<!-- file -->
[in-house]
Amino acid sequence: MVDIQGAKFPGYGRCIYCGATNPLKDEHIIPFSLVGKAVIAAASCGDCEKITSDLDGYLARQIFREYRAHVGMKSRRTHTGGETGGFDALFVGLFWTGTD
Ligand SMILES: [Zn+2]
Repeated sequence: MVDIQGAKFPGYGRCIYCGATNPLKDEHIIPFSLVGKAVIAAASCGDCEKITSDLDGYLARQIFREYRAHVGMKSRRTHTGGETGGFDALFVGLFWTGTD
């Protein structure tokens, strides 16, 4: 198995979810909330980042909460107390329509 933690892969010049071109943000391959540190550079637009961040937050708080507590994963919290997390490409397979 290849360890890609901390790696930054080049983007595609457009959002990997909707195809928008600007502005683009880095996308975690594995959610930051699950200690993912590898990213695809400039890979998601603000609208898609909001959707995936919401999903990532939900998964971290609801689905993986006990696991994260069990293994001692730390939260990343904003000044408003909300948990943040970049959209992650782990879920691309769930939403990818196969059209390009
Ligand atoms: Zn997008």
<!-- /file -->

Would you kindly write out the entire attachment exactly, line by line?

[in-house]
Amino acid sequence: MVDIQGAKFPGYGRCIYCGATNPLKDEHIIPFSLVGKAVIAAASCGDCEKITSDLDGYLARQIFREYRAHVGMKSRRTHTGGETGGFDALFVGLFWTGTD
Ligand SMILES: [Zn+2]
Repeated sequence: MVDIQGAKFPGYGRCIYCGATNPLKDEHIIPFSLVGKAVIAAASCGDCEKITSDLDGYLARQIFREYRAHVGMKSRRTHTGGETGGFDALFVGLFWTGTD
């Protein structure tokens, strides 16, 4: 198995979810909330980042909460107390329509 933690892969010049071109943000391959540190550079637009961040937050708080507590994963919290997390490409397979 290849360890890609901390790696930054080049983007595609457009959002990997909707195809928008600007502005683009880095996308975690594995959610930051699950200690993912590898990213695809400039890979998601603000609208898609909001959707995936919401999903990532939900998964971290609801689905993986006990696991994260069990293994001692730390939260990343904003000044408003909300948990943040970049959209992650782990879920691309769930939403990818196969059209390009
Ligand atoms: Zn997008």